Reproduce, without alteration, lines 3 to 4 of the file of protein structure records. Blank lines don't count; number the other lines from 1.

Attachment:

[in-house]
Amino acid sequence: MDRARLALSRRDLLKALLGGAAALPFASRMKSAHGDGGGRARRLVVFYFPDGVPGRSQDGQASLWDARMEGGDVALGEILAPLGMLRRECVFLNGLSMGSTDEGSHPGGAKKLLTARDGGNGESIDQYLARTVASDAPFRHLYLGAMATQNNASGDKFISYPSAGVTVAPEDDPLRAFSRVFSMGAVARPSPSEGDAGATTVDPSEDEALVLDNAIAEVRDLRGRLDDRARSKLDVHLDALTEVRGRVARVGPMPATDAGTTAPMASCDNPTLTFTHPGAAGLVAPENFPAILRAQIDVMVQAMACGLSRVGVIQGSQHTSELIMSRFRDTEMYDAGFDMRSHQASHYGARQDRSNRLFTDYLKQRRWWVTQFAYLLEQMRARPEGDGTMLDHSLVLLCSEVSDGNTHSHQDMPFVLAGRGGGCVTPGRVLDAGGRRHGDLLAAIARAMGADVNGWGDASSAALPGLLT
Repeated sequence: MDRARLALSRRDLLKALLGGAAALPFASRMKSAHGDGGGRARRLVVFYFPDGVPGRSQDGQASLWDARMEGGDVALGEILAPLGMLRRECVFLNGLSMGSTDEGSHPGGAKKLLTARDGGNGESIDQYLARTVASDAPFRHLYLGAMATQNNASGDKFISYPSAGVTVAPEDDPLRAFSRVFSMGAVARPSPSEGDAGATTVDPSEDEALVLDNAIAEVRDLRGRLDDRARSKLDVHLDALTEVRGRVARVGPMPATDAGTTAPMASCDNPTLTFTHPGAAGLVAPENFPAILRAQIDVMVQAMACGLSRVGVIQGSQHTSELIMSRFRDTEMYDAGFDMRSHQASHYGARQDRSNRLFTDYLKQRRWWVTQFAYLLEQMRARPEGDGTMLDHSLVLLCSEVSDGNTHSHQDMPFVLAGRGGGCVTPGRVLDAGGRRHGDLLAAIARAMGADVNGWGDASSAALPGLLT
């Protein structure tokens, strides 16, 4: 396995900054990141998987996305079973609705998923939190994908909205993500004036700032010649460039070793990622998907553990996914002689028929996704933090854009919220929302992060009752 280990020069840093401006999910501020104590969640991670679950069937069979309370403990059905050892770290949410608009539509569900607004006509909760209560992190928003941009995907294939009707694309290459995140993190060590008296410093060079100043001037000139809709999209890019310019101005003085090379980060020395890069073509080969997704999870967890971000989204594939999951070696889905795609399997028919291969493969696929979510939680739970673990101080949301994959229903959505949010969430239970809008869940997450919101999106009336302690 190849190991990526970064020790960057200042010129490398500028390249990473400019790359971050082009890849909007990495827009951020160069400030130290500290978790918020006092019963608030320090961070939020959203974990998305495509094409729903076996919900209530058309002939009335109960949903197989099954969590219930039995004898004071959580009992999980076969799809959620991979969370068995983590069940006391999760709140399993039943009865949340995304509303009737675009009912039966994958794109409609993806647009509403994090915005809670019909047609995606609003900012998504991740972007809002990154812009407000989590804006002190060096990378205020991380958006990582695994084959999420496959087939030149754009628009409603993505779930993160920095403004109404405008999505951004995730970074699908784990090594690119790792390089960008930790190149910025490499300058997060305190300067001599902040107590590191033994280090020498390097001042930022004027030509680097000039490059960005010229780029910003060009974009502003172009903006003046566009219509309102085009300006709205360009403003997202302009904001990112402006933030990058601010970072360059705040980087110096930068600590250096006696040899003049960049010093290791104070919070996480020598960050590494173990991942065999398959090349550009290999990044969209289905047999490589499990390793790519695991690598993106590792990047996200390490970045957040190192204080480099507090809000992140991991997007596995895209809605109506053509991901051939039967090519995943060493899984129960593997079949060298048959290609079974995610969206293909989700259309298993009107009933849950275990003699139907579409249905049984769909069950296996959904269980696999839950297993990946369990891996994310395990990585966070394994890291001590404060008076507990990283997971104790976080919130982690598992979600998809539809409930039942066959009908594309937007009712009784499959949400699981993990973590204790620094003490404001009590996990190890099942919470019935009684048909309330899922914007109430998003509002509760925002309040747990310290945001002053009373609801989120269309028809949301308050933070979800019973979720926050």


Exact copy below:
Repeated sequence: MDRARLALSRRDLLKALLGGAAALPFASRMKSAHGDGGGRARRLVVFYFPDGVPGRSQDGQASLWDARMEGGDVALGEILAPLGMLRRECVFLNGLSMGSTDEGSHPGGAKKLLTARDGGNGESIDQYLARTVASDAPFRHLYLGAMATQNNASGDKFISYPSAGVTVAPEDDPLRAFSRVFSMGAVARPSPSEGDAGATTVDPSEDEALVLDNAIAEVRDLRGRLDDRARSKLDVHLDALTEVRGRVARVGPMPATDAGTTAPMASCDNPTLTFTHPGAAGLVAPENFPAILRAQIDVMVQAMACGLSRVGVIQGSQHTSELIMSRFRDTEMYDAGFDMRSHQASHYGARQDRSNRLFTDYLKQRRWWVTQFAYLLEQMRARPEGDGTMLDHSLVLLCSEVSDGNTHSHQDMPFVLAGRGGGCVTPGRVLDAGGRRHGDLLAAIARAMGADVNGWGDASSAALPGLLT
């Protein structure tokens, strides 16, 4: 396995900054990141998987996305079973609705998923939190994908909205993500004036700032010649460039070793990622998907553990996914002689028929996704933090854009919220929302992060009752 280990020069840093401006999910501020104590969640991670679950069937069979309370403990059905050892770290949410608009539509569900607004006509909760209560992190928003941009995907294939009707694309290459995140993190060590008296410093060079100043001037000139809709999209890019310019101005003085090379980060020395890069073509080969997704999870967890971000989204594939999951070696889905795609399997028919291969493969696929979510939680739970673990101080949301994959229903959505949010969430239970809008869940997450919101999106009336302690 190849190991990526970064020790960057200042010129490398500028390249990473400019790359971050082009890849909007990495827009951020160069400030130290500290978790918020006092019963608030320090961070939020959203974990998305495509094409729903076996919900209530058309002939009335109960949903197989099954969590219930039995004898004071959580009992999980076969799809959620991979969370068995983590069940006391999760709140399993039943009865949340995304509303009737675009009912039966994958794109409609993806647009509403994090915005809670019909047609995606609003900012998504991740972007809002990154812009407000989590804006002190060096990378205020991380958006990582695994084959999420496959087939030149754009628009409603993505779930993160920095403004109404405008999505951004995730970074699908784990090594690119790792390089960008930790190149910025490499300058997060305190300067001599902040107590590191033994280090020498390097001042930022004027030509680097000039490059960005010229780029910003060009974009502003172009903006003046566009219509309102085009300006709205360009403003997202302009904001990112402006933030990058601010970072360059705040980087110096930068600590250096006696040899003049960049010093290791104070919070996480020598960050590494173990991942065999398959090349550009290999990044969209289905047999490589499990390793790519695991690598993106590792990047996200390490970045957040190192204080480099507090809000992140991991997007596995895209809605109506053509991901051939039967090519995943060493899984129960593997079949060298048959290609079974995610969206293909989700259309298993009107009933849950275990003699139907579409249905049984769909069950296996959904269980696999839950297993990946369990891996994310395990990585966070394994890291001590404060008076507990990283997971104790976080919130982690598992979600998809539809409930039942066959009908594309937007009712009784499959949400699981993990973590204790620094003490404001009590996990190890099942919470019935009684048909309330899922914007109430998003509002509760925002309040747990310290945001002053009373609801989120269309028809949301308050933070979800019973979720926050």